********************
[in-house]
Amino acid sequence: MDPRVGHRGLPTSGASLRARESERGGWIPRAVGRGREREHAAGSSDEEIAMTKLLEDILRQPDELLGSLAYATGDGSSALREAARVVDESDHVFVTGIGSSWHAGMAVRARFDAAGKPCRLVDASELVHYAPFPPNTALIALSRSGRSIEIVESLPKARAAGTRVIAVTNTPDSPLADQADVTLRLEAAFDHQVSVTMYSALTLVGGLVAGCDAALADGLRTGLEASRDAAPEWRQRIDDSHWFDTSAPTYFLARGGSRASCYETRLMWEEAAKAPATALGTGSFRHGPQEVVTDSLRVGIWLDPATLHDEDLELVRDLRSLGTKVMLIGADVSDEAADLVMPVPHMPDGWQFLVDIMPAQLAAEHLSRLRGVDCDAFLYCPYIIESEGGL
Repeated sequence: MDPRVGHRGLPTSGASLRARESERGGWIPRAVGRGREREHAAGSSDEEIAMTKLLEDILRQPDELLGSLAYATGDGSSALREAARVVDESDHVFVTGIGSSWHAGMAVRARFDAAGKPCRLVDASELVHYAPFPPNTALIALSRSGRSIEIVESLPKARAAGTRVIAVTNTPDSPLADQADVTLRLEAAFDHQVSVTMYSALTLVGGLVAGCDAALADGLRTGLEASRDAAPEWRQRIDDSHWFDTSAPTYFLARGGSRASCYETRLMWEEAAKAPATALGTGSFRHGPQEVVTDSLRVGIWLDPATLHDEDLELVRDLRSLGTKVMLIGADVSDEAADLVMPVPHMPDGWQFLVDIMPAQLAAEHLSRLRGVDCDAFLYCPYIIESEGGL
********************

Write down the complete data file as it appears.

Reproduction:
[in-house]
Amino acid sequence: MDPRVGHRGLPTSGASLRARESERGGWIPRAVGRGREREHAAGSSDEEIAMTKLLEDILRQPDELLGSLAYATGDGSSALREAARVVDESDHVFVTGIGSSWHAGMAVRARFDAAGKPCRLVDASELVHYAPFPPNTALIALSRSGRSIEIVESLPKARAAGTRVIAVTNTPDSPLADQADVTLRLEAAFDHQVSVTMYSALTLVGGLVAGCDAALADGLRTGLEASRDAAPEWRQRIDDSHWFDTSAPTYFLARGGSRASCYETRLMWEEAAKAPATALGTGSFRHGPQEVVTDSLRVGIWLDPATLHDEDLELVRDLRSLGTKVMLIGADVSDEAADLVMPVPHMPDGWQFLVDIMPAQLAAEHLSRLRGVDCDAFLYCPYIIESEGGL
Repeated sequence: MDPRVGHRGLPTSGASLRARESERGGWIPRAVGRGREREHAAGSSDEEIAMTKLLEDILRQPDELLGSLAYATGDGSSALREAARVVDESDHVFVTGIGSSWHAGMAVRARFDAAGKPCRLVDASELVHYAPFPPNTALIALSRSGRSIEIVESLPKARAAGTRVIAVTNTPDSPLADQADVTLRLEAAFDHQVSVTMYSALTLVGGLVAGCDAALADGLRTGLEASRDAAPEWRQRIDDSHWFDTSAPTYFLARGGSRASCYETRLMWEEAAKAPATALGTGSFRHGPQEVVTDSLRVGIWLDPATLHDEDLELVRDLRSLGTKVMLIGADVSDEAADLVMPVPHMPDGWQFLVDIMPAQLAAEHLSRLRGVDCDAFLYCPYIIESEGGL